Leadership Karma

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Leadership Karma

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Table of Contents

I recently reconnected with some old colleagues and coworkers and learned about the fates of a few “leaders” I had the pleasure of serving under at various points in my career. These leaders I’m referring about were cunning, evil beings who delighted in pestering me and others while attempting to collectively ruin the careers of many of my colleagues.

In the past, the power trip was magnificent. They never anticipated the conclusion. They would sit in meetings and in their offices day after day planning all the ways they might torment their people while getting away with it. They grinned and pranced out of conflict resolution sessions to talk about employee concerns, brushing allegations of harassment and unfair treatment under the rug. They used closed door techniques because they were cautious of acting indiscreetly in front of others, as cowards frequently do. The legacy of their leadership was built on dismissing people’s ideas or concerns, insulting staff members in meetings, making grown adults cry because they felt their work was never good enough, and having staff members carried out of the office on stretchers because the job and these leaders combined to cause anxiety, ulcers, and other illnesses.

By the way this was all in HR.

We talk about the benefits of being a leader year after year, yet not much actually changes. It does make one wonder how seriously businesses consider the requirement for having capable, productive, and compassionate leaders in charge. The majority of businesses have done well to get the competent and effective part right, but it is shocking how lacking in kindness and humility the leadership is.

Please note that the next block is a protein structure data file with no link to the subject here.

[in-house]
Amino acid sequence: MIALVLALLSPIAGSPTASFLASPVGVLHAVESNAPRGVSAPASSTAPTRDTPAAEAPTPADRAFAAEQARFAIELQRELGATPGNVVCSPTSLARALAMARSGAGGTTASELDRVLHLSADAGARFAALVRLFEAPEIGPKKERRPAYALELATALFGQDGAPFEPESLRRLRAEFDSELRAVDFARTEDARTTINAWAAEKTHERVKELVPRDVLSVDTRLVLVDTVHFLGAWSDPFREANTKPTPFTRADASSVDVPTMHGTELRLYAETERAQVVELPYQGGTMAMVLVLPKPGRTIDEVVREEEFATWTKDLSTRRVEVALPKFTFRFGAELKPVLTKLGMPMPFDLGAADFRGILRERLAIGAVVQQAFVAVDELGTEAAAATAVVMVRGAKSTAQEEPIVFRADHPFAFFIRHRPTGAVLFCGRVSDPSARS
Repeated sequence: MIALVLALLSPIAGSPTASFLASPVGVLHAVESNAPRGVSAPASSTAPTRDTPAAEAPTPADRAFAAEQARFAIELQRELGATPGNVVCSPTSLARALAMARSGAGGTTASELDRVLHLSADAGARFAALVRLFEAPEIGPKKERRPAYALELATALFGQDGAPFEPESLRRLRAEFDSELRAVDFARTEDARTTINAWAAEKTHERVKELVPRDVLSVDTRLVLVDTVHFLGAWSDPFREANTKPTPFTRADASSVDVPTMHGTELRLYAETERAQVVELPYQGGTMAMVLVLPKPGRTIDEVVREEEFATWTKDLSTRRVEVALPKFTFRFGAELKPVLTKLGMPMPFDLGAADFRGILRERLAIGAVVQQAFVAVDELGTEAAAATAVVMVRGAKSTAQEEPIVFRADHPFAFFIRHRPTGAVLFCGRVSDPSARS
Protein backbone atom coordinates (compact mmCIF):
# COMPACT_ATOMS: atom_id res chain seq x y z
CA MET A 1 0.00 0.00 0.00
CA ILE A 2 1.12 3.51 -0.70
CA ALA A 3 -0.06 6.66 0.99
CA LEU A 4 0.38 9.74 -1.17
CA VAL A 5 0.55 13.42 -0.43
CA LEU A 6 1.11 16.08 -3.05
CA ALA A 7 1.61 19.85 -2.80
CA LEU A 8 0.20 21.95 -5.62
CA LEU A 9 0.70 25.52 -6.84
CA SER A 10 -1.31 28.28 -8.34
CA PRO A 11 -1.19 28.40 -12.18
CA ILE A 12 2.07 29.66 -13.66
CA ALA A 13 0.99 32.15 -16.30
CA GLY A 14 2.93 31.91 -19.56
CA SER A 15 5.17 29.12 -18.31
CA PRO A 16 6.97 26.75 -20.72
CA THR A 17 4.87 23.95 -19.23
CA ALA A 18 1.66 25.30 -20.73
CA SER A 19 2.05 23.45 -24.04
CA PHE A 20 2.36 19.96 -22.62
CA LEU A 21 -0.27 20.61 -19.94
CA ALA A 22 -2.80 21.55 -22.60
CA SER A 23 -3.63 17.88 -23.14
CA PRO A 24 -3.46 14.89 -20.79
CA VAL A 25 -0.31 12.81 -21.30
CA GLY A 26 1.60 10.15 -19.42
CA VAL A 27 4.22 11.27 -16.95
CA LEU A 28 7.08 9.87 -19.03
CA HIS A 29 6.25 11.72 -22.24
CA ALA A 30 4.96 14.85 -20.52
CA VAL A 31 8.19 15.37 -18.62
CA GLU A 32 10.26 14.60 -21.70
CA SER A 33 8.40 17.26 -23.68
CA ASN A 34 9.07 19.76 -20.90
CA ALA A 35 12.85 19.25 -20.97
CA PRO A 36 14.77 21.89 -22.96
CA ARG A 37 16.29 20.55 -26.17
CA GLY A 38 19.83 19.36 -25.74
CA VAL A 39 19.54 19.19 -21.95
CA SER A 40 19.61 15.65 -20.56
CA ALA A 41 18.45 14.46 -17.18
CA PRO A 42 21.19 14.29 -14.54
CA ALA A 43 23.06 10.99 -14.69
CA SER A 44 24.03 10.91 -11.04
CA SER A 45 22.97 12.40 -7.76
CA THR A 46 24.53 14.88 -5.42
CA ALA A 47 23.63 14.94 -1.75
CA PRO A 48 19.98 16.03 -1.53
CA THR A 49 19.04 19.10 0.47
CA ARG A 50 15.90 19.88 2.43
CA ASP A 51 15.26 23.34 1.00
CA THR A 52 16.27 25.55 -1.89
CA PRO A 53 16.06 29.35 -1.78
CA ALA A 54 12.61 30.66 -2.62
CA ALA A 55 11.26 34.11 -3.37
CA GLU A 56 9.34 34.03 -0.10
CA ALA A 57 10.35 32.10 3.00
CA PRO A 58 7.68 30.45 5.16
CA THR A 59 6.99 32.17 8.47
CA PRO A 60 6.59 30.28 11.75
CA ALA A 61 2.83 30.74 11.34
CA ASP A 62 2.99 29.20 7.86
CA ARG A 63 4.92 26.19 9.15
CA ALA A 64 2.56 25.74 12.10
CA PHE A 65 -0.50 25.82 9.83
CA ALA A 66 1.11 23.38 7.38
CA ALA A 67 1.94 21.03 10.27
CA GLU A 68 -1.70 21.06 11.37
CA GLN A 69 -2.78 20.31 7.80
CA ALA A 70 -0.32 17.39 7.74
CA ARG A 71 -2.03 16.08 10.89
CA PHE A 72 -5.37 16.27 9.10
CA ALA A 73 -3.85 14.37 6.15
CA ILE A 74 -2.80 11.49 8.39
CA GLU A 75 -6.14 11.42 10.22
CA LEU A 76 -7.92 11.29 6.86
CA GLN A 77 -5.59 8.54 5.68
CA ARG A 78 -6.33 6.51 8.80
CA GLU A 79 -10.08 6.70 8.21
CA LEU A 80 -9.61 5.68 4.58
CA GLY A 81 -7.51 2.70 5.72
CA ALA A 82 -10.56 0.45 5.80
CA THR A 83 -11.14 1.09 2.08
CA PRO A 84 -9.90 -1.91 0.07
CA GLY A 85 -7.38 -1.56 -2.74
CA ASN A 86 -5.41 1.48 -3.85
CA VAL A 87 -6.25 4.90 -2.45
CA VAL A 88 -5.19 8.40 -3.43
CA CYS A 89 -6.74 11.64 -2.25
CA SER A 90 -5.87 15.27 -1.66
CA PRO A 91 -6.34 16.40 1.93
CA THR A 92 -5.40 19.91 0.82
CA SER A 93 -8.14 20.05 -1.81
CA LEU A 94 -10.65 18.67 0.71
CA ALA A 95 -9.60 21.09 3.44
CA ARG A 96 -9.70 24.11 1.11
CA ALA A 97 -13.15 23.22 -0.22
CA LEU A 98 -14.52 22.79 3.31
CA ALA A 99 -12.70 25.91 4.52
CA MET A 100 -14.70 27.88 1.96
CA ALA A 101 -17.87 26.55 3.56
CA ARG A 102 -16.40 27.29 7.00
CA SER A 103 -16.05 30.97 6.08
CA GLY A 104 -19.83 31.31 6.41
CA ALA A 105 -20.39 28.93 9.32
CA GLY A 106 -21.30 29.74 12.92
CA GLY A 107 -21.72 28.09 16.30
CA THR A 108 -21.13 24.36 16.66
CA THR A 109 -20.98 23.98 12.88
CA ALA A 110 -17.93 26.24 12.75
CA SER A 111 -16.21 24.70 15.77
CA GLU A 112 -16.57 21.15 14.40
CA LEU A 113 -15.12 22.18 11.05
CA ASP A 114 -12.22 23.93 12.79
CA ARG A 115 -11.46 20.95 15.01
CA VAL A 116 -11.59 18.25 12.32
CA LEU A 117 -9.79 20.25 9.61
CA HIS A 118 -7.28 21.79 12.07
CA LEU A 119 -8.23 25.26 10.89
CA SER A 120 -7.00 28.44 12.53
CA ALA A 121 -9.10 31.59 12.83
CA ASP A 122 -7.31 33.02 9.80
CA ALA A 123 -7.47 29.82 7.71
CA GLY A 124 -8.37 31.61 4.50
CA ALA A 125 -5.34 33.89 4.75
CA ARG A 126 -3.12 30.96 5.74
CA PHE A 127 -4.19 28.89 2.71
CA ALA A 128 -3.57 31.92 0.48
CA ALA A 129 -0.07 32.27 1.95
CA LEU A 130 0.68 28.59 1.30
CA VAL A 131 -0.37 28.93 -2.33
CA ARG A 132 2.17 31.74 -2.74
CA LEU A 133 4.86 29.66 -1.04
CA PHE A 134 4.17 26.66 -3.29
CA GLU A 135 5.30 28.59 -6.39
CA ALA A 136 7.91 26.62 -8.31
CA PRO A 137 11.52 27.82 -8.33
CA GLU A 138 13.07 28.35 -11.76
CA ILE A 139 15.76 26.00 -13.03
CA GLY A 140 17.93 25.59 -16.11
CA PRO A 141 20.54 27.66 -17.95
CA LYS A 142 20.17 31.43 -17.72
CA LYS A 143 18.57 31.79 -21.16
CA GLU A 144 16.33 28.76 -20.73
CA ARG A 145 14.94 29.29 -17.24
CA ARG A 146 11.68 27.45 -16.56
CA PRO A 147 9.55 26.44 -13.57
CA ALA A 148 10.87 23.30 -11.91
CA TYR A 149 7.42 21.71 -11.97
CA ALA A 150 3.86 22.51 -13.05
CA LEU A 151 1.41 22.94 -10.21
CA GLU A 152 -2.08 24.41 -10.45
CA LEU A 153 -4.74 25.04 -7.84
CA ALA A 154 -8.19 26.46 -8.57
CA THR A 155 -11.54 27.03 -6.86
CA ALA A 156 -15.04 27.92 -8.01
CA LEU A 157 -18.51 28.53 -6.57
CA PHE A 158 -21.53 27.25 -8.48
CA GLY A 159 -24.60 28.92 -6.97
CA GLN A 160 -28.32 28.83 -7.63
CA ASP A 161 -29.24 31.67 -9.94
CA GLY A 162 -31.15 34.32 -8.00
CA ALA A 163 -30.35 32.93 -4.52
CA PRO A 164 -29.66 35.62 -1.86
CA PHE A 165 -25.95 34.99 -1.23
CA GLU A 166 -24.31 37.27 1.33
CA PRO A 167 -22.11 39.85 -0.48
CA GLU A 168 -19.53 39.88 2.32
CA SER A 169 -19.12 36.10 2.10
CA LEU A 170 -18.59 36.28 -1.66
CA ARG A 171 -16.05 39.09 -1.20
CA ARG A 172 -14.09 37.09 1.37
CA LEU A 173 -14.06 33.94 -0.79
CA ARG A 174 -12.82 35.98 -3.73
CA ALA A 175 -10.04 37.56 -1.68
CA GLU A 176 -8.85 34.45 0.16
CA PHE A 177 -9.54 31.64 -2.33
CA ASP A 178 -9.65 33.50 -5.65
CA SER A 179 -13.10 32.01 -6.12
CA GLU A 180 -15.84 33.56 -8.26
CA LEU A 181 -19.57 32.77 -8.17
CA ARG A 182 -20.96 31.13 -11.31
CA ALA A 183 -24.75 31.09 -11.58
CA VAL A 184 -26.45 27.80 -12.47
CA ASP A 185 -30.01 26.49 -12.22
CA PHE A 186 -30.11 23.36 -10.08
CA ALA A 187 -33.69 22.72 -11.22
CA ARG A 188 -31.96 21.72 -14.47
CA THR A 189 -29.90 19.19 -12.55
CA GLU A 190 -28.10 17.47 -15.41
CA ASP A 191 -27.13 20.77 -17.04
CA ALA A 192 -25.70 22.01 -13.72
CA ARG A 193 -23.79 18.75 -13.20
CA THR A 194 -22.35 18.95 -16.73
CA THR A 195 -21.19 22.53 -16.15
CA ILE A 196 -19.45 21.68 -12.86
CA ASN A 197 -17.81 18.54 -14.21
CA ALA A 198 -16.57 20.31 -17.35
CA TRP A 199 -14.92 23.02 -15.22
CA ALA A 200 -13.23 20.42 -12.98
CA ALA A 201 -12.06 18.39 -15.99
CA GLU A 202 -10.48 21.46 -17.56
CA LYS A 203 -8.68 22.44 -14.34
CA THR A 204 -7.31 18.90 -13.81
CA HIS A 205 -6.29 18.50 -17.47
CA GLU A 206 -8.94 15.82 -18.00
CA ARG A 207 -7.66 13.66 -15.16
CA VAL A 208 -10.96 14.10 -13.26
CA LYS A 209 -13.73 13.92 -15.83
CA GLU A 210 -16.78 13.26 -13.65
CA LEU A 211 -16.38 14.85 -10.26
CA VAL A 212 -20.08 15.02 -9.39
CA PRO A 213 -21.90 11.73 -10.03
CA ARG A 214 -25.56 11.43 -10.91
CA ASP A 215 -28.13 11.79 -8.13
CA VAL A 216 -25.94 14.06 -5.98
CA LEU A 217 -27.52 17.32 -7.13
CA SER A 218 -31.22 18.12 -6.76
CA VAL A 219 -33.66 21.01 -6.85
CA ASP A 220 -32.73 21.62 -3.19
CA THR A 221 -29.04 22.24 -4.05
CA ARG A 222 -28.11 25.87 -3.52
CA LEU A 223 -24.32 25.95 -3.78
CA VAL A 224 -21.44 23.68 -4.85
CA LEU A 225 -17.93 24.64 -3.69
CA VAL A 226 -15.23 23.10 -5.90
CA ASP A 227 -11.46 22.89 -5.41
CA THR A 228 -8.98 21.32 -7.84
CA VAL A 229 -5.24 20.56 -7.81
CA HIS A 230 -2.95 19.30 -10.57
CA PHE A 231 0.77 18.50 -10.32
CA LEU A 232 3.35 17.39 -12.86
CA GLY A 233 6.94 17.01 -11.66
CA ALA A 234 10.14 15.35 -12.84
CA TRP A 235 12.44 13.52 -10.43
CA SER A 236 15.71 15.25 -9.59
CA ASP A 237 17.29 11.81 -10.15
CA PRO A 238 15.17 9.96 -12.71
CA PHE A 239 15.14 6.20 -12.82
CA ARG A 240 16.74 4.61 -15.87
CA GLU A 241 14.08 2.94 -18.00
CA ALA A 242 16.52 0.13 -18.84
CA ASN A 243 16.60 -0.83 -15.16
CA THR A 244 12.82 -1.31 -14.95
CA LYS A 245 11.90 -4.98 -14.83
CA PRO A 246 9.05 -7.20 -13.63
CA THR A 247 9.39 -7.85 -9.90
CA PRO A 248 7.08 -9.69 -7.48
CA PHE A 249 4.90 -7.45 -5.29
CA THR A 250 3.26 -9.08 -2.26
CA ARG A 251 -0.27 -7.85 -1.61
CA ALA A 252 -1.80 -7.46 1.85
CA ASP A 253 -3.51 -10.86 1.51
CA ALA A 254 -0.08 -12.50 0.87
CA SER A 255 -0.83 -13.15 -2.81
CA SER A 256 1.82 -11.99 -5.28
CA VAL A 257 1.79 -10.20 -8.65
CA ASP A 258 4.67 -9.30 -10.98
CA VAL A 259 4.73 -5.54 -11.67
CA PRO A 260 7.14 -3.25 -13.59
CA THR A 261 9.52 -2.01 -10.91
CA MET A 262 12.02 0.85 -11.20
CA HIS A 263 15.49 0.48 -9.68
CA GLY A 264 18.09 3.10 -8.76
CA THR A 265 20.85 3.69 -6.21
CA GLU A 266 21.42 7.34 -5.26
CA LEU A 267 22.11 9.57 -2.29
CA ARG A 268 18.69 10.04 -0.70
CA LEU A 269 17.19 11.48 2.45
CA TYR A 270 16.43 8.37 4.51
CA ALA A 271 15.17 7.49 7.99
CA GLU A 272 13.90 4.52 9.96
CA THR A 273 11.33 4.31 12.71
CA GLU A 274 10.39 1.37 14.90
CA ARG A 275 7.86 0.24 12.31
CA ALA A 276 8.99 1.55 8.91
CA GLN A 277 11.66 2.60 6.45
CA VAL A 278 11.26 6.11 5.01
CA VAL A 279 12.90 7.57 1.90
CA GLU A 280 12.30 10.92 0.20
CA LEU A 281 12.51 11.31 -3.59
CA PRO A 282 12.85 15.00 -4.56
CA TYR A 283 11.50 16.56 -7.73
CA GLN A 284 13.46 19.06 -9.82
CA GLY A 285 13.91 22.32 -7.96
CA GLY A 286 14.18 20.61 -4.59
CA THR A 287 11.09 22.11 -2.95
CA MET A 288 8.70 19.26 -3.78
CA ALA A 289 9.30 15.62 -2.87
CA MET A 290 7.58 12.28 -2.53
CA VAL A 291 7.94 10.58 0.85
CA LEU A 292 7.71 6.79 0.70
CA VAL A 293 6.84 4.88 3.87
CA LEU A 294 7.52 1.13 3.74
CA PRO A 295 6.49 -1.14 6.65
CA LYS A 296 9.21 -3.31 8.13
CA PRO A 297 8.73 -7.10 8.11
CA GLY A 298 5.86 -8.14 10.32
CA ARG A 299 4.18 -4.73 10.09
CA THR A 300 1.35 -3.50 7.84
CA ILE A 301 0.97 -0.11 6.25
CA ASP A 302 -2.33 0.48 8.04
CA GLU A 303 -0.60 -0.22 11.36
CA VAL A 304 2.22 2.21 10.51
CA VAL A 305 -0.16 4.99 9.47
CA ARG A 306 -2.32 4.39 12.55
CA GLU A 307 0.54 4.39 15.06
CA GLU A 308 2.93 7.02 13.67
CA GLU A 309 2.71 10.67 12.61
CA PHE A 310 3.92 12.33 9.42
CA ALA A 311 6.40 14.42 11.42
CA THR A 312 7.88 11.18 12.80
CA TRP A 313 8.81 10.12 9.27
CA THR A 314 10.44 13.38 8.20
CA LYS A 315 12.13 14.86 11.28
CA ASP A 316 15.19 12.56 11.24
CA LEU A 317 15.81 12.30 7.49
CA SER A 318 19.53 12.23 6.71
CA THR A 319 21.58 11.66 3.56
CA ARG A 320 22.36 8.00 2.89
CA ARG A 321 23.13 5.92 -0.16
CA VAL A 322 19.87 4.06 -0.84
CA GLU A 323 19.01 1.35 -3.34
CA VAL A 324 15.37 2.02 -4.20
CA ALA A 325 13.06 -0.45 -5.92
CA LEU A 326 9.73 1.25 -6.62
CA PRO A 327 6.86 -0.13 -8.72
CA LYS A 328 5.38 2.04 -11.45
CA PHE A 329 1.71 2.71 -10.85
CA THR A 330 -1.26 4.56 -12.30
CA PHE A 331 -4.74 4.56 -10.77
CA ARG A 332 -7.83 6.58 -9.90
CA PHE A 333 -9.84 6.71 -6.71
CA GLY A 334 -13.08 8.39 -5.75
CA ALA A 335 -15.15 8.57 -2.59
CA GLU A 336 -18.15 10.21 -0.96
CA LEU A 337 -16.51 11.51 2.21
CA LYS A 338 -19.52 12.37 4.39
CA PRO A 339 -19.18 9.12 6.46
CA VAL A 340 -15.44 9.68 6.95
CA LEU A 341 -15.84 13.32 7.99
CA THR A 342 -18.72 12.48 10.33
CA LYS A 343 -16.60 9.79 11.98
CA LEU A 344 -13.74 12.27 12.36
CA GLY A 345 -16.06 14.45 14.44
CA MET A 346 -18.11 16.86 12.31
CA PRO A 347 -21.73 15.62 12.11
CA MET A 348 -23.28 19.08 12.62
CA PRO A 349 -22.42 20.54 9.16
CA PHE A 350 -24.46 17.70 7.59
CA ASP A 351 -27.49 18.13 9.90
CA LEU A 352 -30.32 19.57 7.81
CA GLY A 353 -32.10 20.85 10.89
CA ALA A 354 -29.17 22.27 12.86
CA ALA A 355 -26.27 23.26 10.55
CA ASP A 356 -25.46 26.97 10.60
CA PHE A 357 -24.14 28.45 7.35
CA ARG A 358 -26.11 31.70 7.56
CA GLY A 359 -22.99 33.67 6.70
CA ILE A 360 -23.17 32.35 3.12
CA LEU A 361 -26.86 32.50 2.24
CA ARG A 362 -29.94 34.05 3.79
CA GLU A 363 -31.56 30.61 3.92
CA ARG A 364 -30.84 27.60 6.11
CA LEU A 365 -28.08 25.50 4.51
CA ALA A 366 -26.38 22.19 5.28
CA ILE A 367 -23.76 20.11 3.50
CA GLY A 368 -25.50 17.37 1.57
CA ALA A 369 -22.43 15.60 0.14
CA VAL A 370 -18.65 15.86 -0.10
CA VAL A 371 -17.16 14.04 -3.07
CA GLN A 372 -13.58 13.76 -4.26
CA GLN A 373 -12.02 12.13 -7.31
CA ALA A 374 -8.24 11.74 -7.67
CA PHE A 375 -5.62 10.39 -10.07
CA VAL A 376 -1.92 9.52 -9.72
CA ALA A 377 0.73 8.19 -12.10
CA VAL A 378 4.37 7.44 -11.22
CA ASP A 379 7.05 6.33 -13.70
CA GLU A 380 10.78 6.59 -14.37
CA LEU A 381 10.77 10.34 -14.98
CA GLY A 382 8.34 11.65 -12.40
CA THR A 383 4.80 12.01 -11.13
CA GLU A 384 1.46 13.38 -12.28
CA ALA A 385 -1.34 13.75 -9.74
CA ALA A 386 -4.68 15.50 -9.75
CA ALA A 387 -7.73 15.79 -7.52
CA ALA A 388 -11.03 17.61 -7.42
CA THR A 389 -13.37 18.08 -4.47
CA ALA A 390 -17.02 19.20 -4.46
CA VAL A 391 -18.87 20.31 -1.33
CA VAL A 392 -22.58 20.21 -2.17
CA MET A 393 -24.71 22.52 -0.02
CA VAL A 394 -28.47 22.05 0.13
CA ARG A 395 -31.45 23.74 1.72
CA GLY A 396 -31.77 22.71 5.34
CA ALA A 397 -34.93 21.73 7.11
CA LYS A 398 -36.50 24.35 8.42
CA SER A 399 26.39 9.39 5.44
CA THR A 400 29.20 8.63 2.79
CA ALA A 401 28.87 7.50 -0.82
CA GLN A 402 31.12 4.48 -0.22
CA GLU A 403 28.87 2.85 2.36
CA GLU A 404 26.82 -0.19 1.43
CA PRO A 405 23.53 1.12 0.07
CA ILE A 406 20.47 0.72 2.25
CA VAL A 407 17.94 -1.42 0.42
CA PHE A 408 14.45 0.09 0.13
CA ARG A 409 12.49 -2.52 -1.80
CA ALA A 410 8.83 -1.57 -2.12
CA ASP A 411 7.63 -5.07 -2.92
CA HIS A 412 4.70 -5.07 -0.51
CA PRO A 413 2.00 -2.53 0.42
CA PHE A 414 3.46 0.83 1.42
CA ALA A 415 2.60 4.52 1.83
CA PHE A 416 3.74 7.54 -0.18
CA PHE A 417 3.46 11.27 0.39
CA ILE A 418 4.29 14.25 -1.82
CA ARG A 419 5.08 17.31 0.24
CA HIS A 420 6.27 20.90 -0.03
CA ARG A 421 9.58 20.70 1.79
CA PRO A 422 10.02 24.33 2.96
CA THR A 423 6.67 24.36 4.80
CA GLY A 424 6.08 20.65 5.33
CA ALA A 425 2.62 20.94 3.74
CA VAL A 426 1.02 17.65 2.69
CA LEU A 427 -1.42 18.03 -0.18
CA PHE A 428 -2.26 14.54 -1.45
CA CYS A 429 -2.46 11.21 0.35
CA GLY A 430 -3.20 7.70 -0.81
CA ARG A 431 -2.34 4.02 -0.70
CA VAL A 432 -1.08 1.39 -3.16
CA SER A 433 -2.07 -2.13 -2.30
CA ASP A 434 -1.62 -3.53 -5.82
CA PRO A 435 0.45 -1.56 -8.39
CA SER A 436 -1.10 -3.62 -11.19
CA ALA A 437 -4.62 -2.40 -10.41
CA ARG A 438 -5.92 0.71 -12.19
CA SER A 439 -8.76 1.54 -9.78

In each of my jobs, I have done well to see when the writing was on the wall. My career spidey sense has allowed me to jump ship right before shit hit the fan. Many of my co-workers will also remember me saying before all of my departures that these toxic leadership regimes would not last forever. In some cases, the fall from glory was quick and shocking-yet for others it has been a long, painful journey.  I am a firm believer of the idea that you get what you give in life and that also holds true in business.

If you lead with negativity and malice in your heart, that karma will come back to bite you. Alternatively, if you choose to lead with dignity, humility and positivity this too will be your legacy and follow you as you progress in your career.

I don’t have to tell you that the people that I speak of are now out of the very roles they abused and on the unemployment line. While I am sorry for their current imposition, I am far more disappointed in how common this narrative is in the workplace.

With this realization in mind, I urge leaders everywhere to remember the following:

  • Your employees today may be in a position to lead you tomorrow. Be careful how you treat them.
  • Power is a dangerous thing. Do well to ensure that you are using your leadership power for good, because it comes back to you.
  • Don’t let organizational politics change who you are as a person or a leader. Rely on your values before playing the political game.
  • Organizations are cyclical. You may be on top for a time, but there will come a time when you are not. Let your time in leadership be something that inspires rather than something that becomes fodder for “what not to do as a leader”.
  • Trying to destroy your employees’ careers will only lead to the destruction of your own career. That’s leadership karma.
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